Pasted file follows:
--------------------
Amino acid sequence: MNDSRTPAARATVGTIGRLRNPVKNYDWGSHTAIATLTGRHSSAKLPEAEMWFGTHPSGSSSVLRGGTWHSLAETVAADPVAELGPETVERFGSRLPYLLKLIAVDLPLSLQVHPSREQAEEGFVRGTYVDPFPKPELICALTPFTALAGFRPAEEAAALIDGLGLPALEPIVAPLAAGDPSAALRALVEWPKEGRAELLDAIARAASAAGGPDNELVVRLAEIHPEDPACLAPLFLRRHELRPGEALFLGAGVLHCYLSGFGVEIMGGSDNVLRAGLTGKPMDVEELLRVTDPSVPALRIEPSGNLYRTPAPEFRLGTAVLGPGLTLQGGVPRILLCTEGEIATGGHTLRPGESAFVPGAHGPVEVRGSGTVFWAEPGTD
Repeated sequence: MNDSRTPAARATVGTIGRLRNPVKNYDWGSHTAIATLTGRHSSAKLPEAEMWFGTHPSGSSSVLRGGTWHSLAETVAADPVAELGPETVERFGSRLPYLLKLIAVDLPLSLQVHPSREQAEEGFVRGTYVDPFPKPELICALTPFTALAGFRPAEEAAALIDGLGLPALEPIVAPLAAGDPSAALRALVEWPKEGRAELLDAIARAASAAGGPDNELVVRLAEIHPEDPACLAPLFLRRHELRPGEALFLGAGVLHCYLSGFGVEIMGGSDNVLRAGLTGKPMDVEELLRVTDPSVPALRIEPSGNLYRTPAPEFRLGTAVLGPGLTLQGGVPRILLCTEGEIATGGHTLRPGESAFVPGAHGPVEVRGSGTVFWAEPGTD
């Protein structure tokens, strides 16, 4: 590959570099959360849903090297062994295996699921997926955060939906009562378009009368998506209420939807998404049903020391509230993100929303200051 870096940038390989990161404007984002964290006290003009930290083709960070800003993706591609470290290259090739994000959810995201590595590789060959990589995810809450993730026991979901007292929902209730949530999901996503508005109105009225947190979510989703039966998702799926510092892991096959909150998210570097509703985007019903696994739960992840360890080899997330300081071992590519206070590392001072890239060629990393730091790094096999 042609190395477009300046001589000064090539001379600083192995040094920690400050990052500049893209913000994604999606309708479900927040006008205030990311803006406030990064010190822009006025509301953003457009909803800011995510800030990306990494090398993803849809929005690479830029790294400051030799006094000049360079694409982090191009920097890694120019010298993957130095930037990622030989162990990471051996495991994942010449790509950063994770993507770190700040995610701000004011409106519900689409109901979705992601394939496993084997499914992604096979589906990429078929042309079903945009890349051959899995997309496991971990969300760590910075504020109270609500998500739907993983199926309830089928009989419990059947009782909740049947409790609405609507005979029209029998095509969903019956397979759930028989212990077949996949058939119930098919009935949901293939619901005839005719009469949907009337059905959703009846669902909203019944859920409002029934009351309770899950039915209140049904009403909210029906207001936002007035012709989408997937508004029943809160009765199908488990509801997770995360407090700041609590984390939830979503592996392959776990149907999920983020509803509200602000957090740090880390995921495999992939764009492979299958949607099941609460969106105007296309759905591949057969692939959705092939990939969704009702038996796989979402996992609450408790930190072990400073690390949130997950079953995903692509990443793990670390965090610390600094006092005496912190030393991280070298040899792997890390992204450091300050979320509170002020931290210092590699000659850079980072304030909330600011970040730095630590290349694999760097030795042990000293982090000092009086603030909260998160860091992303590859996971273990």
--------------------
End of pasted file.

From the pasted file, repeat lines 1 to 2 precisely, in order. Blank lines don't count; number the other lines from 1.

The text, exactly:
Amino acid sequence: MNDSRTPAARATVGTIGRLRNPVKNYDWGSHTAIATLTGRHSSAKLPEAEMWFGTHPSGSSSVLRGGTWHSLAETVAADPVAELGPETVERFGSRLPYLLKLIAVDLPLSLQVHPSREQAEEGFVRGTYVDPFPKPELICALTPFTALAGFRPAEEAAALIDGLGLPALEPIVAPLAAGDPSAALRALVEWPKEGRAELLDAIARAASAAGGPDNELVVRLAEIHPEDPACLAPLFLRRHELRPGEALFLGAGVLHCYLSGFGVEIMGGSDNVLRAGLTGKPMDVEELLRVTDPSVPALRIEPSGNLYRTPAPEFRLGTAVLGPGLTLQGGVPRILLCTEGEIATGGHTLRPGESAFVPGAHGPVEVRGSGTVFWAEPGTD
Repeated sequence: MNDSRTPAARATVGTIGRLRNPVKNYDWGSHTAIATLTGRHSSAKLPEAEMWFGTHPSGSSSVLRGGTWHSLAETVAADPVAELGPETVERFGSRLPYLLKLIAVDLPLSLQVHPSREQAEEGFVRGTYVDPFPKPELICALTPFTALAGFRPAEEAAALIDGLGLPALEPIVAPLAAGDPSAALRALVEWPKEGRAELLDAIARAASAAGGPDNELVVRLAEIHPEDPACLAPLFLRRHELRPGEALFLGAGVLHCYLSGFGVEIMGGSDNVLRAGLTGKPMDVEELLRVTDPSVPALRIEPSGNLYRTPAPEFRLGTAVLGPGLTLQGGVPRILLCTEGEIATGGHTLRPGESAFVPGAHGPVEVRGSGTVFWAEPGTD